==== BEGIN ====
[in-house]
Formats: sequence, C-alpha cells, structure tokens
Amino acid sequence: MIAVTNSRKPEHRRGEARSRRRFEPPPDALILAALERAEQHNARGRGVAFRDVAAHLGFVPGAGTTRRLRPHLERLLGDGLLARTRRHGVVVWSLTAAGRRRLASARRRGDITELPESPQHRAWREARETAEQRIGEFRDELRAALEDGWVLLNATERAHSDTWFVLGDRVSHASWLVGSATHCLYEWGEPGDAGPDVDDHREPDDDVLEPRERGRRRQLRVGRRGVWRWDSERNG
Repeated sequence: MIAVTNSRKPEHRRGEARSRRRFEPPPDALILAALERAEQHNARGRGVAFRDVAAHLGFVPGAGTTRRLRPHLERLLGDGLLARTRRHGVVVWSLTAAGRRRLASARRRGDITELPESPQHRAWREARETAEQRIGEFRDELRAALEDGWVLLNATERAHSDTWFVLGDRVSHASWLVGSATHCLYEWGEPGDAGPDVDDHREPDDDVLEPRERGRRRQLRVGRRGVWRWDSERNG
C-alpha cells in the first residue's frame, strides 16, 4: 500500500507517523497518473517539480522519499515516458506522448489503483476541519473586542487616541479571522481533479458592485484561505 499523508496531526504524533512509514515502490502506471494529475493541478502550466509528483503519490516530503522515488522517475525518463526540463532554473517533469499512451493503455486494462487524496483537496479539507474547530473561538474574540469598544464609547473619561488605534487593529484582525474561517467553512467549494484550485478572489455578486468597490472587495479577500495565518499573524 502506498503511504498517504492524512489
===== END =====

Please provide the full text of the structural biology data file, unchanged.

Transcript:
[in-house]
Formats: sequence, C-alpha cells, structure tokens
Amino acid sequence: MIAVTNSRKPEHRRGEARSRRRFEPPPDALILAALERAEQHNARGRGVAFRDVAAHLGFVPGAGTTRRLRPHLERLLGDGLLARTRRHGVVVWSLTAAGRRRLASARRRGDITELPESPQHRAWREARETAEQRIGEFRDELRAALEDGWVLLNATERAHSDTWFVLGDRVSHASWLVGSATHCLYEWGEPGDAGPDVDDHREPDDDVLEPRERGRRRQLRVGRRGVWRWDSERNG
Repeated sequence: MIAVTNSRKPEHRRGEARSRRRFEPPPDALILAALERAEQHNARGRGVAFRDVAAHLGFVPGAGTTRRLRPHLERLLGDGLLARTRRHGVVVWSLTAAGRRRLASARRRGDITELPESPQHRAWREARETAEQRIGEFRDELRAALEDGWVLLNATERAHSDTWFVLGDRVSHASWLVGSATHCLYEWGEPGDAGPDVDDHREPDDDVLEPRERGRRRQLRVGRRGVWRWDSERNG
C-alpha cells in the first residue's frame, strides 16, 4: 500500500507517523497518473517539480522519499515516458506522448489503483476541519473586542487616541479571522481533479458592485484561505 499523508496531526504524533512509514515502490502506471494529475493541478502550466509528483503519490516530503522515488522517475525518463526540463532554473517533469499512451493503455486494462487524496483537496479539507474547530473561538474574540469598544464609547473619561488605534487593529484582525474561517467553512467549494484550485478572489455578486468597490472587495479577500495565518499573524 502506498503511504498517504492524512489